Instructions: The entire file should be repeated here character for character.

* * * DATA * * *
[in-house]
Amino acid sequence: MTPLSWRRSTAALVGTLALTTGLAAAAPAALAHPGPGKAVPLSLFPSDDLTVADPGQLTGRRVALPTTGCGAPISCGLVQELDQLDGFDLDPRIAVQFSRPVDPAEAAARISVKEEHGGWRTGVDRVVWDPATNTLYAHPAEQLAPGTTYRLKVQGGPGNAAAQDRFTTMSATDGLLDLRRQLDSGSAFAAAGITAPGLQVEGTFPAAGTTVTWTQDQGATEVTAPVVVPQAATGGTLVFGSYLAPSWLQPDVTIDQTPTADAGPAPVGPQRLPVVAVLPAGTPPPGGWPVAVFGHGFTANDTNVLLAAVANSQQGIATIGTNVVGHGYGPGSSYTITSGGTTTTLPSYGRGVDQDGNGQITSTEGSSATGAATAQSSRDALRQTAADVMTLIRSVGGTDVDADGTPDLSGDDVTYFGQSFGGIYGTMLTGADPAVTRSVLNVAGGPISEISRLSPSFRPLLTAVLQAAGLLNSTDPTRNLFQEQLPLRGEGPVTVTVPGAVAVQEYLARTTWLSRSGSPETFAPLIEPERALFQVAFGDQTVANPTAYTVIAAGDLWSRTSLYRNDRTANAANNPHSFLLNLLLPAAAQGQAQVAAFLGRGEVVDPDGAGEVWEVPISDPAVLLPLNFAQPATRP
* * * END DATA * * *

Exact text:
[in-house]
Amino acid sequence: MTPLSWRRSTAALVGTLALTTGLAAAAPAALAHPGPGKAVPLSLFPSDDLTVADPGQLTGRRVALPTTGCGAPISCGLVQELDQLDGFDLDPRIAVQFSRPVDPAEAAARISVKEEHGGWRTGVDRVVWDPATNTLYAHPAEQLAPGTTYRLKVQGGPGNAAAQDRFTTMSATDGLLDLRRQLDSGSAFAAAGITAPGLQVEGTFPAAGTTVTWTQDQGATEVTAPVVVPQAATGGTLVFGSYLAPSWLQPDVTIDQTPTADAGPAPVGPQRLPVVAVLPAGTPPPGGWPVAVFGHGFTANDTNVLLAAVANSQQGIATIGTNVVGHGYGPGSSYTITSGGTTTTLPSYGRGVDQDGNGQITSTEGSSATGAATAQSSRDALRQTAADVMTLIRSVGGTDVDADGTPDLSGDDVTYFGQSFGGIYGTMLTGADPAVTRSVLNVAGGPISEISRLSPSFRPLLTAVLQAAGLLNSTDPTRNLFQEQLPLRGEGPVTVTVPGAVAVQEYLARTTWLSRSGSPETFAPLIEPERALFQVAFGDQTVANPTAYTVIAAGDLWSRTSLYRNDRTANAANNPHSFLLNLLLPAAAQGQAQVAAFLGRGEVVDPDGAGEVWEVPISDPAVLLPLNFAQPATRP